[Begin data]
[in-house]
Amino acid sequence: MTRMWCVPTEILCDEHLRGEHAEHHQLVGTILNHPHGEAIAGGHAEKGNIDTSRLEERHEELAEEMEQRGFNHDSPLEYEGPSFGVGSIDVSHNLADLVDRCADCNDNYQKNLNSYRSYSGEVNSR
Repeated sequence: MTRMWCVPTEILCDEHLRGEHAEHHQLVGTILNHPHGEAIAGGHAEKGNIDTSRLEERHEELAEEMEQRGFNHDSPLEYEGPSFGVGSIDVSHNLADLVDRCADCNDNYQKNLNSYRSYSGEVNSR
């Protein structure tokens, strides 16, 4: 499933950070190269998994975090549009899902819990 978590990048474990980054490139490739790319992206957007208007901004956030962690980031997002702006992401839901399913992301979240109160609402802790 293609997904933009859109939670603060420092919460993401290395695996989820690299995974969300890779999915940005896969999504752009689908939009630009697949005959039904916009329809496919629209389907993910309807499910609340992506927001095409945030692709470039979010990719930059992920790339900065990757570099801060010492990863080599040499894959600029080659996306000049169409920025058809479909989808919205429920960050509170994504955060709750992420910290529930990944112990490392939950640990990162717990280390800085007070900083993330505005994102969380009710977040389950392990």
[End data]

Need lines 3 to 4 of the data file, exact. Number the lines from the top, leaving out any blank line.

Repeated sequence: MTRMWCVPTEILCDEHLRGEHAEHHQLVGTILNHPHGEAIAGGHAEKGNIDTSRLEERHEELAEEMEQRGFNHDSPLEYEGPSFGVGSIDVSHNLADLVDRCADCNDNYQKNLNSYRSYSGEVNSR
């Protein structure tokens, strides 16, 4: 499933950070190269998994975090549009899902819990 978590990048474990980054490139490739790319992206957007208007901004956030962690980031997002702006992401839901399913992301979240109160609402802790 293609997904933009859109939670603060420092919460993401290395695996989820690299995974969300890779999915940005896969999504752009689908939009630009697949005959039904916009329809496919629209389907993910309807499910609340992506927001095409945030692709470039979010990719930059992920790339900065990757570099801060010492990863080599040499894959600029080659996306000049169409920025058809479909989808919205429920960050509170994504955060709750992420910290529930990944112990490392939950640990990162717990280390800085007070900083993330505005994102969380009710977040389950392990």